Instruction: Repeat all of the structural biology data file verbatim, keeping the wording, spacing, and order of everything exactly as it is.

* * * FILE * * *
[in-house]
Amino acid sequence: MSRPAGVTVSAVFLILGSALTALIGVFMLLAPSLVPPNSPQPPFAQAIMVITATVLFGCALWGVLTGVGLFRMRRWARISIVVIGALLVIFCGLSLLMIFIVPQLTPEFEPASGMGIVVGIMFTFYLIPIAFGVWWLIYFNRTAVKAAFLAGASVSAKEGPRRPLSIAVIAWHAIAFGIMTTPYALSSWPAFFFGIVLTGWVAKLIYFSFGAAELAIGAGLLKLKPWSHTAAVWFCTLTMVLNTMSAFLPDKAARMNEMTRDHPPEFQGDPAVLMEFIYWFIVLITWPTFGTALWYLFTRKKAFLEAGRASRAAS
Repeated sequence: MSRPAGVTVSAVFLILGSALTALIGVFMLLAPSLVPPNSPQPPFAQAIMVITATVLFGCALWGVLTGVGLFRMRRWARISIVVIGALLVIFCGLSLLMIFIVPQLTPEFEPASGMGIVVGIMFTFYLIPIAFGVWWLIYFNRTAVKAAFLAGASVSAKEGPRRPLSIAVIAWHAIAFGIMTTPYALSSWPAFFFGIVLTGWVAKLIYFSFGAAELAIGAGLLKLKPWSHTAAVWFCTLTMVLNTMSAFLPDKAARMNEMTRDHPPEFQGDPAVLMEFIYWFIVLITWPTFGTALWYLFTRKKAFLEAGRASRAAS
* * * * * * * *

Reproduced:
[in-house]
Amino acid sequence: MSRPAGVTVSAVFLILGSALTALIGVFMLLAPSLVPPNSPQPPFAQAIMVITATVLFGCALWGVLTGVGLFRMRRWARISIVVIGALLVIFCGLSLLMIFIVPQLTPEFEPASGMGIVVGIMFTFYLIPIAFGVWWLIYFNRTAVKAAFLAGASVSAKEGPRRPLSIAVIAWHAIAFGIMTTPYALSSWPAFFFGIVLTGWVAKLIYFSFGAAELAIGAGLLKLKPWSHTAAVWFCTLTMVLNTMSAFLPDKAARMNEMTRDHPPEFQGDPAVLMEFIYWFIVLITWPTFGTALWYLFTRKKAFLEAGRASRAAS
Repeated sequence: MSRPAGVTVSAVFLILGSALTALIGVFMLLAPSLVPPNSPQPPFAQAIMVITATVLFGCALWGVLTGVGLFRMRRWARISIVVIGALLVIFCGLSLLMIFIVPQLTPEFEPASGMGIVVGIMFTFYLIPIAFGVWWLIYFNRTAVKAAFLAGASVSAKEGPRRPLSIAVIAWHAIAFGIMTTPYALSSWPAFFFGIVLTGWVAKLIYFSFGAAELAIGAGLLKLKPWSHTAAVWFCTLTMVLNTMSAFLPDKAARMNEMTRDHPPEFQGDPAVLMEFIYWFIVLITWPTFGTALWYLFTRKKAFLEAGRASRAAS